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UPPER SIOUX COMMUNITY

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On Thursday, the Renville County Historical Society held a presentation on the Battle of Birch Coulee, which took place on Sept. 2 and 3, 1862. It was the bloodiest battle of the U.S.-Dakota War of 1862, claiming the lives of nearly 20 U.S. soldiers and at least two Dakota warriors. Many more were injured on both sides.
More photos from Birch Coulee Battlefield Historical Site
The U.S.-Dakota War broke out at the Lower Sioux Agency on Aug. 18, 1862, just over 160 years ago. By the end of the conflict, hundreds of Dakota, mixed-race persons and white settlers would lose their lives. Today, the staff at the historical agency site are working to tell the stories about those several months while also helping visitors to understand their own part in the ongoing narrative.
Christopher Allen Lee, 53, pleaded guilty to a felony charge of reckless discharge of a firearm involving a domestic incident. He was relieved of duties as chief for the Upper Sioux Police Department following his arrest.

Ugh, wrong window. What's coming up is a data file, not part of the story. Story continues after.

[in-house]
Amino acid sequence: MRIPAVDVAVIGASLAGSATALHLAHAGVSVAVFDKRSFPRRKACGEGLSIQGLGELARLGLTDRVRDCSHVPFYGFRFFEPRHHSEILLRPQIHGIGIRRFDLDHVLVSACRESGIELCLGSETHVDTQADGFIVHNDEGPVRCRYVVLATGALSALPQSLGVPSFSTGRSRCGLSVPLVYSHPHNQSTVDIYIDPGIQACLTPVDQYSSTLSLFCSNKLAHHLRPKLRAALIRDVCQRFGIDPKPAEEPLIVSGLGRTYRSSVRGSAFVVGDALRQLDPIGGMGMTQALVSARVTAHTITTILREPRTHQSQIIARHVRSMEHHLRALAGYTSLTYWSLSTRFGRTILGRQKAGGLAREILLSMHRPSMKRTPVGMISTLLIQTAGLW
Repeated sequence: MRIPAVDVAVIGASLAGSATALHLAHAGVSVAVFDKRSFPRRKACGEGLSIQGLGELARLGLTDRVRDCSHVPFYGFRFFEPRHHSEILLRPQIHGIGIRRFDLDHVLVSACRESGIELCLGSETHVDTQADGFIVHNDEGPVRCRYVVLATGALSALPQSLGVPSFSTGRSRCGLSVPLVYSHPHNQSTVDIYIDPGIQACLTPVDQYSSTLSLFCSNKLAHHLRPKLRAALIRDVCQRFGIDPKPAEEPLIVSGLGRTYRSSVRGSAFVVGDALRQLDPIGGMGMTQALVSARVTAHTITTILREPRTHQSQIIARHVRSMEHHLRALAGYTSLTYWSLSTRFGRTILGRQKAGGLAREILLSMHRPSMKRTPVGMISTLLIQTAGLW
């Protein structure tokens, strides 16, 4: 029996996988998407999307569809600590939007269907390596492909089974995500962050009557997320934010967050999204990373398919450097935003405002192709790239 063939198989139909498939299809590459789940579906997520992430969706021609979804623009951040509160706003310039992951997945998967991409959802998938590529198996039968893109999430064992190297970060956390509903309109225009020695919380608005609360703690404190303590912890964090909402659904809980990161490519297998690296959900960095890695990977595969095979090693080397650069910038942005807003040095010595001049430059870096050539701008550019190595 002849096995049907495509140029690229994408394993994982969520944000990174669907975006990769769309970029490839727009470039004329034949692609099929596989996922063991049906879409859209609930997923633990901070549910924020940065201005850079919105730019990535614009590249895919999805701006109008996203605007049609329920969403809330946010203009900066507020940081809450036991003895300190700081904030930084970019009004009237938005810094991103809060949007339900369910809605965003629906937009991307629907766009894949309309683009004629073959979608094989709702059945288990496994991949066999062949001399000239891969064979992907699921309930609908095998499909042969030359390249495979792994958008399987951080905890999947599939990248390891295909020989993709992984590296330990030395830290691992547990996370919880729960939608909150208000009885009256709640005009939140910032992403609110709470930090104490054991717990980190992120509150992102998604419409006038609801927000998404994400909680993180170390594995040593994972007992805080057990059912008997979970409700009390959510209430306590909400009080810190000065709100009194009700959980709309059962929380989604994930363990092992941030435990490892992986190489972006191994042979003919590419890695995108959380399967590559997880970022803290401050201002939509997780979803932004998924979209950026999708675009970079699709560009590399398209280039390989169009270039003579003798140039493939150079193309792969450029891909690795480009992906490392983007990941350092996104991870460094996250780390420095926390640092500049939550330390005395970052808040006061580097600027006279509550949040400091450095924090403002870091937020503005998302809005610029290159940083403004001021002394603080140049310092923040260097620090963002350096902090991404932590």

The Upper Sioux Community held a traditional powwow Friday, Aug. 5, at the Wacipi grounds southeast of Granite Falls.
The documentary "Bring Her Home" helps bring awareness to the epidemic of Missing and Murdered Indigenous Women. Leya Hale hosted a screening of her documentary at Pioneer Public TV in Granite Falls in early May.

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Autumn Cavender Wilson began her art journey as an expectant mother focused on her heritage and tradition. Trained in traditional Dakota quillwork, she is now creating exploratory art she calls generative quillwork.
Christopher Allen Lee, 53, of Clarkfield, is accused of discharging his service weapon into a door in his home in Clarkfield as his roommate pushed against it to prevent his entry. Lee was relieved of his duties as police chief for the Upper Sioux Community the day of the incident.
Teresa Peterson and Walter "Super" LaBatte of the Upper Sioux Community offer a treasure of Dakota stories passed down from the generations, as well as their own, in their book, "Voices From Pejuhutazizi: Dakota Stories and Storytellers."

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